Nearly nine months after it hit the road, Zondervan's hand-written Bible Across America came home Wednesday bearing Scripture verses inscribed by 31,173 people.
Among them: a little girl who guided her blind sister's hand; a father who flew from Baltimore to Los Angeles to write in it with his son; and Antoinette and Jim Barry, a couple from Palos Heights, Ill., where church leaders 44 years ago conceived of the New International Version Bible.
The Barrys' daughter, Maureen "Moe" Girkins, is president of Zondervan, the mega Christian publishing house. Last year, she inscribed the first verse ("In the beginning ...") from Genesis 1:1, and on Wednesday penned the final verse from Revelation 22:21: "The grace of the Lord Jesus be with God's people. Amen."
"It was just really impactful to them to know their daughter was involved in something like this, and they got to participate," Girkins said afterward, wiping away tears.
It was one of many powerful moments along the Bible's 22,000-mile journey to mark the 30th anniversary of the NIV, the most popular modern-English Bible translation.
Girkins was one of about a dozen people who wrote the Bible's final verses in a ceremony at Zondervan headquarters. They included nine members of the Committee on Bible Translation, the original translators and continuing caretakers of the NIV.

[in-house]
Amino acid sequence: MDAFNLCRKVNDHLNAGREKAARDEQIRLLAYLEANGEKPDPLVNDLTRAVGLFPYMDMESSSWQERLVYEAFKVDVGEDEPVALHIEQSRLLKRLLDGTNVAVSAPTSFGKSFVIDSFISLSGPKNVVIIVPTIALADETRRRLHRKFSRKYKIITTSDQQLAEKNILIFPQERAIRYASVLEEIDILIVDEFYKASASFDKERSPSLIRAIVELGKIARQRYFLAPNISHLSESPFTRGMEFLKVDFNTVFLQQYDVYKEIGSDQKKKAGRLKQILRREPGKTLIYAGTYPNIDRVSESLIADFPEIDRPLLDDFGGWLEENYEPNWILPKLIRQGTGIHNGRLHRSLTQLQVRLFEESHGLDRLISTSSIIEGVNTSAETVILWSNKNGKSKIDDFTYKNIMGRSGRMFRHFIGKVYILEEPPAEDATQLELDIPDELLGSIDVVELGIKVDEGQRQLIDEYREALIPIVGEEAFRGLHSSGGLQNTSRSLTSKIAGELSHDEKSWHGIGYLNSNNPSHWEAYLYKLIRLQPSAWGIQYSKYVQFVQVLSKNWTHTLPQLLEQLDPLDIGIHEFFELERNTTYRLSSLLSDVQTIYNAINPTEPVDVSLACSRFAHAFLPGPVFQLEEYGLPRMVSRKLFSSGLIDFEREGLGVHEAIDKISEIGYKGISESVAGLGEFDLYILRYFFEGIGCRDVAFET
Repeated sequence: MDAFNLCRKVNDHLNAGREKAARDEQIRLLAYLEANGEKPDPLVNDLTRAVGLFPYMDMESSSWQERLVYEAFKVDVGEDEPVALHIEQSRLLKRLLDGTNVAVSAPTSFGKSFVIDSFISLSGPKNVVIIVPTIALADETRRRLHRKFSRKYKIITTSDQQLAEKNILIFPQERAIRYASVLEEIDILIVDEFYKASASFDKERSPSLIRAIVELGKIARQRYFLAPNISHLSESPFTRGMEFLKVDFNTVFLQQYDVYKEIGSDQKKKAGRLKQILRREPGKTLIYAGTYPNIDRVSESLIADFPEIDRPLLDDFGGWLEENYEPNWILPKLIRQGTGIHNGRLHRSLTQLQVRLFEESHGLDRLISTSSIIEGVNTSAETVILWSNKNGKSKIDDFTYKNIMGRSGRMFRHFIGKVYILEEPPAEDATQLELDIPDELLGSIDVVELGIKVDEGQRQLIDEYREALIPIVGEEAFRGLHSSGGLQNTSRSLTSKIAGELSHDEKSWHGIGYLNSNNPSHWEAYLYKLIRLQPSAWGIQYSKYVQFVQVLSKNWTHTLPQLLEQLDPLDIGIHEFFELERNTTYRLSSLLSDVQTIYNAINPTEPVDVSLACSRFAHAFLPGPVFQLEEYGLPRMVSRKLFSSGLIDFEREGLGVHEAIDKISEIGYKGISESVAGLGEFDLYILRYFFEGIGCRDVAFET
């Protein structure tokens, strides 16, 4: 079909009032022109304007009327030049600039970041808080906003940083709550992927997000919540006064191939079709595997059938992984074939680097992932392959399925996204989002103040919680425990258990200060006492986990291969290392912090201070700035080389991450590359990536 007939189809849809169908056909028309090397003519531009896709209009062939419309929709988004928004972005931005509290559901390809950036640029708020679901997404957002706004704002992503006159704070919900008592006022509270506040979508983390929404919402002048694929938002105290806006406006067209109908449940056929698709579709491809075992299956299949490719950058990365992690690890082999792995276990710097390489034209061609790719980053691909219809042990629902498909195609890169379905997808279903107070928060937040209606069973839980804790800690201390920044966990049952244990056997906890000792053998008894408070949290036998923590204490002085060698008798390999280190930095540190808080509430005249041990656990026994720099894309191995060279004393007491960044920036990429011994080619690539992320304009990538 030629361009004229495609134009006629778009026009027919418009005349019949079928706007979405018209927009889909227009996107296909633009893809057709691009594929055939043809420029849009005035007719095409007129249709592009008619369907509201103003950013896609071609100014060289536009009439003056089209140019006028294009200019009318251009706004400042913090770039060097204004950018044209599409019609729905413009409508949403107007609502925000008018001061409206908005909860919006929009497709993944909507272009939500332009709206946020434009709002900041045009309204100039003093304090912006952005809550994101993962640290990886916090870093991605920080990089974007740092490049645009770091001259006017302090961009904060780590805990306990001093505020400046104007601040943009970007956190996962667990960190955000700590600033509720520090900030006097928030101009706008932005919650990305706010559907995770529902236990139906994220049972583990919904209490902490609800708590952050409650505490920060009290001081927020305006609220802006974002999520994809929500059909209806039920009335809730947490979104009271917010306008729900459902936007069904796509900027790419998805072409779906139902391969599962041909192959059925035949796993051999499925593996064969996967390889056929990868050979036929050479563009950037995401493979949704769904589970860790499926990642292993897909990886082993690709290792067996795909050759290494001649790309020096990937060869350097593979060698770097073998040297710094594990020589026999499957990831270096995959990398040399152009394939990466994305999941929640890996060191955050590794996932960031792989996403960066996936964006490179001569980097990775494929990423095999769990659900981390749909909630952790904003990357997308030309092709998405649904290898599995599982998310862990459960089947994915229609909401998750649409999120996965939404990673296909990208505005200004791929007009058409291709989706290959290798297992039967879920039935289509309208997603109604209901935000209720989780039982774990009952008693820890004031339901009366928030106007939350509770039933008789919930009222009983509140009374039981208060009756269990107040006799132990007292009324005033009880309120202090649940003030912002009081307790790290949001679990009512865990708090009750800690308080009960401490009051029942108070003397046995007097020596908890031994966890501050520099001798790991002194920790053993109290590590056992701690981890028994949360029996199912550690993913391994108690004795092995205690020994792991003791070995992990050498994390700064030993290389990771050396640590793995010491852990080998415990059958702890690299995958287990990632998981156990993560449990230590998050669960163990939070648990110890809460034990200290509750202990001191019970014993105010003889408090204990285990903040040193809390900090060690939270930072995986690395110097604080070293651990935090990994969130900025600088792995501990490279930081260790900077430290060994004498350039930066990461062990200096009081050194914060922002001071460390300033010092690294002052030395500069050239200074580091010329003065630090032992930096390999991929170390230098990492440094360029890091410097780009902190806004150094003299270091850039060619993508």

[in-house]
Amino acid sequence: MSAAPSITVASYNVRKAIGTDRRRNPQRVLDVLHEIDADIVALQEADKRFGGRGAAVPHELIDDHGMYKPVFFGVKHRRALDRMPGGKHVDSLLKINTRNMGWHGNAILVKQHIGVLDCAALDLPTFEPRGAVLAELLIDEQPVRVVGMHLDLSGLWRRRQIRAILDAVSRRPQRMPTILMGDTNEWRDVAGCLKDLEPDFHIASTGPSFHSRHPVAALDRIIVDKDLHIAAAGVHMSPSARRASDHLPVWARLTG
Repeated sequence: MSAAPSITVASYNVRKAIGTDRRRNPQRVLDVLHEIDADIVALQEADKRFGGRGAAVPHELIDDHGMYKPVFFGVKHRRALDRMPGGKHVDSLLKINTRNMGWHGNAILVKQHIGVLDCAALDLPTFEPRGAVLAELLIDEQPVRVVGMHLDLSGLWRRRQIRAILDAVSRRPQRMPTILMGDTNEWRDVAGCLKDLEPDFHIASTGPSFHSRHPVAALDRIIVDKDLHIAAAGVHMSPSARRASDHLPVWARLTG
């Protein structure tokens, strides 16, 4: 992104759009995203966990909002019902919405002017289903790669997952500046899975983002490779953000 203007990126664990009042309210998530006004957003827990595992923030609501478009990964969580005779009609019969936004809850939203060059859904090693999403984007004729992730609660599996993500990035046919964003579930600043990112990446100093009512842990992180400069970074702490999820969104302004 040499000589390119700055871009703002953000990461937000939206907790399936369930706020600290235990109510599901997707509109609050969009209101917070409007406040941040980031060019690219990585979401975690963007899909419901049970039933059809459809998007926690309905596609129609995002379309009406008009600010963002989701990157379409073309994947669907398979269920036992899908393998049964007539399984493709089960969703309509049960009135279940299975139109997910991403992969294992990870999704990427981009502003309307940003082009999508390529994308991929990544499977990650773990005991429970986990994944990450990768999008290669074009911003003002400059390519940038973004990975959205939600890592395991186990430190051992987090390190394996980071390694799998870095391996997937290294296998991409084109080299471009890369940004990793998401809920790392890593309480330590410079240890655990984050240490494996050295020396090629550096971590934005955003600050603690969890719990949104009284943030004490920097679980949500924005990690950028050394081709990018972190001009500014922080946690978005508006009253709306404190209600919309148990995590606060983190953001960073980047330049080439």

"It is encouraging to see so many readers and users of the NIV scattered through the whole country," said Ken Barker, a committee member since 1971. "It's also an awesome privilege to be able to write a verse in it myself."
The cross-country trek began on Sept. 30 and traveled 22,000 miles across 124 cities in 40 states.
Writers included authors, NASCAR fans, farmers and soldiers who wrote verses on the Bible's cross-country tour. Volunteers drove a motorhome and set up tents from Manhattan to the Rocky Mountains.
As the RV pulled out on the first night, a homeless man ran up and asked to write a verse, Girkins said. "It became evident to us that all across this great country, people love the Bible," she said.
Two original copies will be produced, one to be offered to the Smithsonian Institution and the second auctioned to benefit the International Bible Society, which holds the copyright to the NIV. A retail version will go on sale in October.
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